It’s the eve of the British MotoGP at Silverstone, so the perfect time for this story: UK firm Triumph has announced it’s tweaked the control engine for the Moto2 race series to put out an extra 5PS on the already-tuned race motor, and have also raised the rev limit by a heady 400rpm.
The changes centre on the top end of the engine, with a new cylinder head design, longer valves with more lift, higher compression ratio, new cam profiles and tweaked valve springs. The bottom end also gets toughened up to cope with the new power levels – which have increased the piston pressure from 85 to 90 bar (around 1,300psi) – so there’s new pistons, conrod and crankshaft design.
The current tech regs claim over 140bhp for the Triumph 765 Moto2 unit, so the changes are getting up towards 150bhp, in a 150kg race-ready chassis.
The updates are obviously moot in terms of the competition series: the riders are all on the same engines, so any power changes won’t really affect the racing at all, apart from maybe some new lap records. But it’s the trickle-down effect we’re interested in as road riders: Triumph’s Street Triple 765, which provides the donor powerplant, is probably due a bit of an overhaul.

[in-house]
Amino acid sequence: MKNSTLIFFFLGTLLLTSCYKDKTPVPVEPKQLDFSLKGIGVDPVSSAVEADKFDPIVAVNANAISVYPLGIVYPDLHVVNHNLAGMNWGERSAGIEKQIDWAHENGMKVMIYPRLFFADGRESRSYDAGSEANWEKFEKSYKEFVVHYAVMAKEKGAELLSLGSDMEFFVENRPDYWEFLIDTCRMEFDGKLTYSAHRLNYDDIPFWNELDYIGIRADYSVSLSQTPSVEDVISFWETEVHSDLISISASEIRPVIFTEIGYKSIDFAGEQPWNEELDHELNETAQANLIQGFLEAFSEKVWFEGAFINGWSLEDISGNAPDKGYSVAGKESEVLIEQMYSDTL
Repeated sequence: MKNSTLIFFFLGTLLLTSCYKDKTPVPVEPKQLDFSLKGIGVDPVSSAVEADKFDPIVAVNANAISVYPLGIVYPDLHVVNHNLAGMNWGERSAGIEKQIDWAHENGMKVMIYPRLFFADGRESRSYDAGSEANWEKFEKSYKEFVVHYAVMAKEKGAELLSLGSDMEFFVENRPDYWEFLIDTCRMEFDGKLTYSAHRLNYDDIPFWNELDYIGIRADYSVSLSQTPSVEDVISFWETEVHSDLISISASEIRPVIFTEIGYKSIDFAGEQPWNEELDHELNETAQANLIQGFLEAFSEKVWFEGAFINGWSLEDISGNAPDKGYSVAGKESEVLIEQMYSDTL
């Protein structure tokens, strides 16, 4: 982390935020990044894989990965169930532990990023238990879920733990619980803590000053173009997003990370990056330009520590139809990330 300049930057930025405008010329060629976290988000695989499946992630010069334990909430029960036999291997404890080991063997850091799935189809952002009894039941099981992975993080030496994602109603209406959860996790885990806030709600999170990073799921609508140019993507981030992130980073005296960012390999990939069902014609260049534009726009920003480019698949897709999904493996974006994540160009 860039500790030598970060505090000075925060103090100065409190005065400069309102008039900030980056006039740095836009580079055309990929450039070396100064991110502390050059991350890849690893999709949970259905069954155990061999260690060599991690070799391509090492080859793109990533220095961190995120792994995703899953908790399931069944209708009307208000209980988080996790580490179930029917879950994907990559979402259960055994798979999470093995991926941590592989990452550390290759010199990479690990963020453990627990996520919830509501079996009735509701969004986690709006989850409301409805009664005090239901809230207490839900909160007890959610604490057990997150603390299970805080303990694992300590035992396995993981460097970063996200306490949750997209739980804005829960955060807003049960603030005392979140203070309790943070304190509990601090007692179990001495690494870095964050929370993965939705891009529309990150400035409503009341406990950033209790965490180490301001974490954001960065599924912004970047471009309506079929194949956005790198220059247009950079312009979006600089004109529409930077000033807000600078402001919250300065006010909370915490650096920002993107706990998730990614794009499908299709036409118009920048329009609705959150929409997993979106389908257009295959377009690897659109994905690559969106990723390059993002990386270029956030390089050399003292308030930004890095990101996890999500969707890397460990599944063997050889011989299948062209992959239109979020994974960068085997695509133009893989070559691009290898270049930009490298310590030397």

Launched way back in 2018, the 765 range of R, S and RS models haven’t had any real engine updates since – there was a mild update in 2020 for Euro5 compliance and cosmetic updates, but the power outputs of 113, 118 and 123bhp remained the same. Could we see those numbers roll up by 5bhp or so when the Hinckley firm unveils its 2023 range at the Milan show in October? Would make sense eh?
Here’s what Steve Sargent, Triumph’s chief product officer had to say on the changes:
“We’re incredibly proud of the way that our 765cc triple engine has redefined the Moto2™ category, making it faster, more competitive and better sounding. To have achieved so many lap records, and a top speed equivalent to more than 100km/h per cylinder, is something we are very satisfied with since Triumph started powering the class from the 2019 season.
‘We have achieved very nearly 1 million competitive kilometres on the current-spec 765cc Moto2™ engine and that gives us enormous confidence as we take this next step to give the riders something they all want – more revs and more power.”